Keywords:
motivational interviewing; homeless; evidence based practice
Repository Posting Date:
19-Dec-2013
Date of Publication:
19-Dec-2013
Conference Date:
2013
Conference Name:
42nd Biennial Convention
Conference Host:
Sigma Theta Tau International, the Honor Society of Nursing
Conference Location:
Indianapolis, Indiana, USA
Description:
42nd Biennial Convention 2013 Theme: Give Back to Move Forward. Held at the JW Marriott
Note:
This is an abstract-only submission. If the author has submitted a full-text item based on this abstract, you may find it by browsing the Virginia Henderson Global Nursing e-Repository by author. If author contact information is available in this abstract, please feel free to contact him or her with your queries regarding this submission.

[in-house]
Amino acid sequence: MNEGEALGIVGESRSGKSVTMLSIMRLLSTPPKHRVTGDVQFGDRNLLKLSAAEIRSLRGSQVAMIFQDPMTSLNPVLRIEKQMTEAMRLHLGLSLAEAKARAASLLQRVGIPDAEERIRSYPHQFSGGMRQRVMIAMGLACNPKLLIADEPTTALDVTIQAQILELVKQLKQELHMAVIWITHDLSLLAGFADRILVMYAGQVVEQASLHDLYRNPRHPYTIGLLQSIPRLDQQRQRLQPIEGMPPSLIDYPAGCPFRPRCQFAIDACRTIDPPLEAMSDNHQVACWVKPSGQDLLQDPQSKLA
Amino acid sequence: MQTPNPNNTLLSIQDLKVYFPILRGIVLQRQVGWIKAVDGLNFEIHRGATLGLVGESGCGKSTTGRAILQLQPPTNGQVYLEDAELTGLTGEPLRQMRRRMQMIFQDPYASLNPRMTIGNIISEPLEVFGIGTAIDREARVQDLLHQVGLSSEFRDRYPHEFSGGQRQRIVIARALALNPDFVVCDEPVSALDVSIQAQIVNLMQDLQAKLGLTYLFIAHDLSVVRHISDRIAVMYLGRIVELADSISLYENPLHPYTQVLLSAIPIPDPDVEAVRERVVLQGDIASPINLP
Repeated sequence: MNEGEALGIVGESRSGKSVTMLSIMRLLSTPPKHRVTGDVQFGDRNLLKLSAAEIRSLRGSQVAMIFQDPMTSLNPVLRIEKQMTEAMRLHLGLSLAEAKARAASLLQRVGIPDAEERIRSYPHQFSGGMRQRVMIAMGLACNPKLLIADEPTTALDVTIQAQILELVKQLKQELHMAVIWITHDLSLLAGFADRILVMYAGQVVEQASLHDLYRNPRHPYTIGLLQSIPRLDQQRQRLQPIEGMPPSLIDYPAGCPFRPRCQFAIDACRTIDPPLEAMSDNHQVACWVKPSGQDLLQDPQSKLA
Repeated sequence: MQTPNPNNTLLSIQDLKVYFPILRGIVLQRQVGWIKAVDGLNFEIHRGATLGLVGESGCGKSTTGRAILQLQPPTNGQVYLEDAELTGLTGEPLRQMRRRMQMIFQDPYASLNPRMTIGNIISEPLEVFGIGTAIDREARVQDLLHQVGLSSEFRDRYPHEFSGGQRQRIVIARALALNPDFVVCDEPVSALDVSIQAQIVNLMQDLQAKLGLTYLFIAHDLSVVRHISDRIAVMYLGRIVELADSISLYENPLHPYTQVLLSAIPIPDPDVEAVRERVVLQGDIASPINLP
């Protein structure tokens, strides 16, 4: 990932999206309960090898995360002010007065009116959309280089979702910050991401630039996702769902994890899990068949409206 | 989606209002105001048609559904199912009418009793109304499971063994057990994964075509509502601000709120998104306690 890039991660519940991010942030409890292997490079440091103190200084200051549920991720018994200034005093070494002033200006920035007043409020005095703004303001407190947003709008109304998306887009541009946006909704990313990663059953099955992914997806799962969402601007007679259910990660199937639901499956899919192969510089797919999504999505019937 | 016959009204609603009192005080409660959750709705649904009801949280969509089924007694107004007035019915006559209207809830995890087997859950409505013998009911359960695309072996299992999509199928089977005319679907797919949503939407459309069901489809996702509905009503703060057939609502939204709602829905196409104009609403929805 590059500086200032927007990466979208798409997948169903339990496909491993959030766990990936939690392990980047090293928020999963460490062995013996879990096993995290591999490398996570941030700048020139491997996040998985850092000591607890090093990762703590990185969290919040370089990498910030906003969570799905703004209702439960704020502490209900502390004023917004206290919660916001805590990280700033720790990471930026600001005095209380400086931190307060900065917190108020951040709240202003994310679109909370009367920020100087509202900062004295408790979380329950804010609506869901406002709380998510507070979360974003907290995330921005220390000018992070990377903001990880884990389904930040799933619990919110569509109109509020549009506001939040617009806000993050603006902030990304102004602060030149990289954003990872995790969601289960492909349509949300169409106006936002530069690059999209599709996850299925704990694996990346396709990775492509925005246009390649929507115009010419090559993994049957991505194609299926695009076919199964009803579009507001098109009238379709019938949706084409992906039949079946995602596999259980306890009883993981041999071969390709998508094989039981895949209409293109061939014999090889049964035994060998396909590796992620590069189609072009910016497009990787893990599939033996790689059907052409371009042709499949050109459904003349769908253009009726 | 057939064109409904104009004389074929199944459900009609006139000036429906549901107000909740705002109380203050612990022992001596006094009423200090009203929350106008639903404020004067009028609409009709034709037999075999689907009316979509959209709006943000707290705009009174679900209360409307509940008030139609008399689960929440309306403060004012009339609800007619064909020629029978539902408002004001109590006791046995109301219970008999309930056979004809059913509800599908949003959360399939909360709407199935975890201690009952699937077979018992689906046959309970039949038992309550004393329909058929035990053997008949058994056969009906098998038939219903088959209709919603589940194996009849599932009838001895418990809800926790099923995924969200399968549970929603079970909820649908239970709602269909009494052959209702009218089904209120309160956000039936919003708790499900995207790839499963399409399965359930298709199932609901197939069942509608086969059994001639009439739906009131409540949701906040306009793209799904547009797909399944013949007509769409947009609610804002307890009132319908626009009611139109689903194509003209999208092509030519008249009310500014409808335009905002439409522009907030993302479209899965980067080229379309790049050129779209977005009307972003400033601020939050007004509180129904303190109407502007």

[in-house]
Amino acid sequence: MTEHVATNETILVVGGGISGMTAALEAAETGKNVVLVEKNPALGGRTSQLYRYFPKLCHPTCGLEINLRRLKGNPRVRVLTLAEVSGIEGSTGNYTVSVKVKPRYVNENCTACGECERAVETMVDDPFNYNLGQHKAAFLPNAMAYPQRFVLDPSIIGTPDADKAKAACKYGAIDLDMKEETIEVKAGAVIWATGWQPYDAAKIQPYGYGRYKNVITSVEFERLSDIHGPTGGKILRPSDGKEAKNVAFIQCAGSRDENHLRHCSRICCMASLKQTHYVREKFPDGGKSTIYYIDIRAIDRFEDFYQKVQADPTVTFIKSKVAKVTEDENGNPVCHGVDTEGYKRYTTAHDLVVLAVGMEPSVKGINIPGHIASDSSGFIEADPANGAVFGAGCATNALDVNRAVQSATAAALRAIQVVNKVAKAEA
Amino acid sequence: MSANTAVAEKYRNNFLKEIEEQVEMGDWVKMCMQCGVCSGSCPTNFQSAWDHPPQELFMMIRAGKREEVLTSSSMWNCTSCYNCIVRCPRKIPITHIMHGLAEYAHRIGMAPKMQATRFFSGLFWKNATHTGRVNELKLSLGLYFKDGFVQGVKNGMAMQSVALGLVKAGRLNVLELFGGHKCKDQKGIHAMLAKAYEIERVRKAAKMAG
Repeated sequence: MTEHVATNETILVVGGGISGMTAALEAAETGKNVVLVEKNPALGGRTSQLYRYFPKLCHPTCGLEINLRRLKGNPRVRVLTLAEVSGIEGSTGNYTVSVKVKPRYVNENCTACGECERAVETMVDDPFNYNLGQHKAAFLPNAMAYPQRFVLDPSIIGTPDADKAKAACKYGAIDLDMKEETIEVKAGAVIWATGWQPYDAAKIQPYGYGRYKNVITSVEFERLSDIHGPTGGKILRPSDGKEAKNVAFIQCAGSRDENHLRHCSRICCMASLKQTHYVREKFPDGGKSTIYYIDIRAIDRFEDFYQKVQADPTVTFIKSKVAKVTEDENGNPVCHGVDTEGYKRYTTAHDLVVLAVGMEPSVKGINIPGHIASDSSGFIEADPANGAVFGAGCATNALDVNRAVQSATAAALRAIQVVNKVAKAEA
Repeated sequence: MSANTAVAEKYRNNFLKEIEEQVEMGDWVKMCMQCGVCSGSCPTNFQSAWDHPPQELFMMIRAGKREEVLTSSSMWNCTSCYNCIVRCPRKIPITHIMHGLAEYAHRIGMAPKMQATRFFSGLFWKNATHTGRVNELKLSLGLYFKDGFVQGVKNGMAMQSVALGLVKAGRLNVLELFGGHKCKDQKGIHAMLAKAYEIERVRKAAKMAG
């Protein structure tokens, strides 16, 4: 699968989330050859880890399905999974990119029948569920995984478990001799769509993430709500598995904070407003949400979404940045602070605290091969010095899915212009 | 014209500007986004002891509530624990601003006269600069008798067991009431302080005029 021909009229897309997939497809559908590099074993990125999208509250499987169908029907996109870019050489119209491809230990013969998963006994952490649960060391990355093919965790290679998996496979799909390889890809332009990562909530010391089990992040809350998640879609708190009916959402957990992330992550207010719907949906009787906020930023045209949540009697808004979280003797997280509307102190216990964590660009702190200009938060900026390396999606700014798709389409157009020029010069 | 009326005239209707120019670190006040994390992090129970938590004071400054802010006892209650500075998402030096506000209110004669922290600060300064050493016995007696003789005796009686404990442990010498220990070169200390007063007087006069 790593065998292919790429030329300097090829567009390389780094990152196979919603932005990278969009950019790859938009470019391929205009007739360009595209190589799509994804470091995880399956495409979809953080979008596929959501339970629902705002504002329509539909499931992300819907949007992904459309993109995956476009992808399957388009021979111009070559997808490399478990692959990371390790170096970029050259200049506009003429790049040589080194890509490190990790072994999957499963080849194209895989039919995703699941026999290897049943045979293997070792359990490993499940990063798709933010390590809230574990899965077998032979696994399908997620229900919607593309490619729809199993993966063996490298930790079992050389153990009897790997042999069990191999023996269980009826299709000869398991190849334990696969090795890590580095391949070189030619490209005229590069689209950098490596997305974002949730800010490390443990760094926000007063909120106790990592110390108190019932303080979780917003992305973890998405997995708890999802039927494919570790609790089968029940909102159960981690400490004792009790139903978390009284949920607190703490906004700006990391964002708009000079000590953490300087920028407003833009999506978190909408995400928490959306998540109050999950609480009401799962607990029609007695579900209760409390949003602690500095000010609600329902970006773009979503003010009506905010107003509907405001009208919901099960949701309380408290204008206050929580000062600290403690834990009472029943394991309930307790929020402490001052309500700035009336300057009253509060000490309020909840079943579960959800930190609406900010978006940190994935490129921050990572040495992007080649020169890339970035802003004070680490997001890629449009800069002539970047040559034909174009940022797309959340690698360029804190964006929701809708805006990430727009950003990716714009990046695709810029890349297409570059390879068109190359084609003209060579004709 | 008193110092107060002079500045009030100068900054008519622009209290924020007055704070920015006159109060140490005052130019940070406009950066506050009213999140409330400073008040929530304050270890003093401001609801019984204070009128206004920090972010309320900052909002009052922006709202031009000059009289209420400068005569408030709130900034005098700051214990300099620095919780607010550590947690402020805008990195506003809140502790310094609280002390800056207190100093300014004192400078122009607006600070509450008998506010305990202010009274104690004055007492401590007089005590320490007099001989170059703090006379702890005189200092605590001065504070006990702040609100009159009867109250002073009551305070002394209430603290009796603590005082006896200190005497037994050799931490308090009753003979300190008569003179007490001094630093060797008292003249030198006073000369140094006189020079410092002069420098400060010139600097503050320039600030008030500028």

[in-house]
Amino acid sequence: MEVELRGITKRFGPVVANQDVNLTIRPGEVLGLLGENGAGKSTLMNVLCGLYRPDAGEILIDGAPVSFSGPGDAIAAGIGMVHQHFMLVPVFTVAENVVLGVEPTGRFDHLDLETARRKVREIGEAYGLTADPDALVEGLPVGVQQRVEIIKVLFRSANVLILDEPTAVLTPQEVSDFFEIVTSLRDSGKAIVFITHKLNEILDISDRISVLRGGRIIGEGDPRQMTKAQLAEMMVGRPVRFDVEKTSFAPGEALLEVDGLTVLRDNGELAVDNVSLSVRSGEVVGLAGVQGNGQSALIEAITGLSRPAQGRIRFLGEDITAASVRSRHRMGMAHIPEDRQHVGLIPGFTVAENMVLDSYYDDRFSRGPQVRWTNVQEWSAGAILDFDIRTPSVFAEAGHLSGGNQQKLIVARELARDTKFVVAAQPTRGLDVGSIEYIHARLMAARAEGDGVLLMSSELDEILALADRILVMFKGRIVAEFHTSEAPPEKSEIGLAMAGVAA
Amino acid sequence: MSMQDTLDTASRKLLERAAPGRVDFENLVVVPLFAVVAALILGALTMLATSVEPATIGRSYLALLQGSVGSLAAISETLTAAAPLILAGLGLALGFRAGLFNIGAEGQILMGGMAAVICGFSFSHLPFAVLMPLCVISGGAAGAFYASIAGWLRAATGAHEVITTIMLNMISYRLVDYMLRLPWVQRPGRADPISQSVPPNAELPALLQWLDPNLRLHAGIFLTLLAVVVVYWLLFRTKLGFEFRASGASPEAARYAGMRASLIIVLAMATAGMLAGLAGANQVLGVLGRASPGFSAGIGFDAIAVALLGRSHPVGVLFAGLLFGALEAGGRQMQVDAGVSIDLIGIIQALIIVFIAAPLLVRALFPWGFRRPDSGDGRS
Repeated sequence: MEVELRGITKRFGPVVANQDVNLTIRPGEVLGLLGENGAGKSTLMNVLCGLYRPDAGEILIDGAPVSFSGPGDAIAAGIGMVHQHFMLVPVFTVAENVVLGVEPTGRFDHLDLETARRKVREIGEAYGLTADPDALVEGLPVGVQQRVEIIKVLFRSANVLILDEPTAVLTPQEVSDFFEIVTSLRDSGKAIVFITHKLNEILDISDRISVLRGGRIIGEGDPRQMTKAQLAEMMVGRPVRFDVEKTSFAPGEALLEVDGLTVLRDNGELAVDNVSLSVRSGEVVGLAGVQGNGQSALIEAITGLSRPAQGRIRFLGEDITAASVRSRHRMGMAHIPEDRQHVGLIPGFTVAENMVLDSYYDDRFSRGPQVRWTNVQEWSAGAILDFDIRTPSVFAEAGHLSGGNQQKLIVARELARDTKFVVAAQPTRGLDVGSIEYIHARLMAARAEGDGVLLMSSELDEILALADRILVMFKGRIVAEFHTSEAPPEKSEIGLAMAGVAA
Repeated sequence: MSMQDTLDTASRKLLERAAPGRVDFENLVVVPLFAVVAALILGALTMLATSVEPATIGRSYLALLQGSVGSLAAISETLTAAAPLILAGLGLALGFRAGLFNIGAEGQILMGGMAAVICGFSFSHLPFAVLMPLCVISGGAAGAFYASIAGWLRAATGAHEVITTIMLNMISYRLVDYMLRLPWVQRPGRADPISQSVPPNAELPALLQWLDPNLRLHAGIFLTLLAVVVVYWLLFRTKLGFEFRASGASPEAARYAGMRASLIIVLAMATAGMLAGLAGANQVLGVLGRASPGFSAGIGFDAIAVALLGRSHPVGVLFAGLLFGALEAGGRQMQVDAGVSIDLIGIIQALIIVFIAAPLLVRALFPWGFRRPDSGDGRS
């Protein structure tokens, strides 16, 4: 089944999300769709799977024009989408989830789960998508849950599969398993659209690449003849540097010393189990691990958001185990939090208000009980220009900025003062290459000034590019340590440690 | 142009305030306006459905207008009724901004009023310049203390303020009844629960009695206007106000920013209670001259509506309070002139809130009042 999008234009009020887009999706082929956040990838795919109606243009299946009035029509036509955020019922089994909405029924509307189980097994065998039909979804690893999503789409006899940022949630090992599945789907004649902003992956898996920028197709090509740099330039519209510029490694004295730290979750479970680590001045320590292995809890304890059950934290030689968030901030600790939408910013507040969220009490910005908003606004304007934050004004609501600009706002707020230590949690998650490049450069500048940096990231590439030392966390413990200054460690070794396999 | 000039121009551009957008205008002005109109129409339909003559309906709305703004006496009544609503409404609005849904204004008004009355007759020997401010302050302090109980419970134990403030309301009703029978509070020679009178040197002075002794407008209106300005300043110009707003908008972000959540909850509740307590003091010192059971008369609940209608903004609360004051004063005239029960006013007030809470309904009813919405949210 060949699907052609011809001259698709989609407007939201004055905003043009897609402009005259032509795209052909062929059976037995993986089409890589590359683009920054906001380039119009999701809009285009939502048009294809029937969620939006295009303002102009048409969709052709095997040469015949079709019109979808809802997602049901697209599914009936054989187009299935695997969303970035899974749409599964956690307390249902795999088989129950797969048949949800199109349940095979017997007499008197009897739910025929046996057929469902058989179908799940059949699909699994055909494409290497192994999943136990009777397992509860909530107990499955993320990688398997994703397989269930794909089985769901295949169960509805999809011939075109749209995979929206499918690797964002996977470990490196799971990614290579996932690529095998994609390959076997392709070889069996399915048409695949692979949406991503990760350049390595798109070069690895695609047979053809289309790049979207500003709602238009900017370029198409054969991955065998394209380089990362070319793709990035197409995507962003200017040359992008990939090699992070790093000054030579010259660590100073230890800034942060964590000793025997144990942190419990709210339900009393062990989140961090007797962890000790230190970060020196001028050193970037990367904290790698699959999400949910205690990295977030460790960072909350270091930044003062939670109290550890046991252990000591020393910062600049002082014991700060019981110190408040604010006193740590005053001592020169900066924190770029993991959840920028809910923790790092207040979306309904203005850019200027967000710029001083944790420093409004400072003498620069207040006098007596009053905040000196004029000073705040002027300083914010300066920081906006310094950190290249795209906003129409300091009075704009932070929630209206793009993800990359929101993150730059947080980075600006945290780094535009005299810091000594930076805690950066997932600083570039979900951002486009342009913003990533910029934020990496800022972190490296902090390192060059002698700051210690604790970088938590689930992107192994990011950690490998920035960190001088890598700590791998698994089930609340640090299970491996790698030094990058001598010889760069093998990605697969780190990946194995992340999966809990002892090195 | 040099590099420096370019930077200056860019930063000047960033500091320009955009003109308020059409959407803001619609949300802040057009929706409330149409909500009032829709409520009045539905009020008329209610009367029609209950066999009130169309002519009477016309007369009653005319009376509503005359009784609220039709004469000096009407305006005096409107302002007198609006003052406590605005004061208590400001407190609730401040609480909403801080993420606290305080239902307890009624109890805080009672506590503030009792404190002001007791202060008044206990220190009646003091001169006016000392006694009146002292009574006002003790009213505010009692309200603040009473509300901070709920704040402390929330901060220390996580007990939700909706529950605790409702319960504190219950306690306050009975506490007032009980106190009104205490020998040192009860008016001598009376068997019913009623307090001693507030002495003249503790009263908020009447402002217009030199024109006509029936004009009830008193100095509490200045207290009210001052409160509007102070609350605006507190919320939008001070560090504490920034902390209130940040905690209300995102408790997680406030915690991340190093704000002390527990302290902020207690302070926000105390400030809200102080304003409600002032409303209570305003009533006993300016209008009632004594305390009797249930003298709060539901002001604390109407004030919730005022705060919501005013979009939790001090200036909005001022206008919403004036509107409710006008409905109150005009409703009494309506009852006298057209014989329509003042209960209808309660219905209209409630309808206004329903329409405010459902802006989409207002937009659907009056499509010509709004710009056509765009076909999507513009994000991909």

Full metadata record

DC FieldValue Language
dc.language.isoen_USen_GB
dc.type.categoryAbstracten_GB
dc.typePresentationen_GB
dc.titleImplementation of Motivational Interviewing, an Evidence-Based Practice, In the Mentally Ill Homeless Populationen_GB
dc.contributor.authorHarrell, S. Elizabethen_GB
dc.contributor.departmentBeta Upsilonen_GB
dc.author.detailsS. Elizabeth Harrell, MSN, PMHNP-BC, Liz.Harrell1@gmail.comen_GB
dc.identifier.urihttp://hdl.handle.net/10755/307861-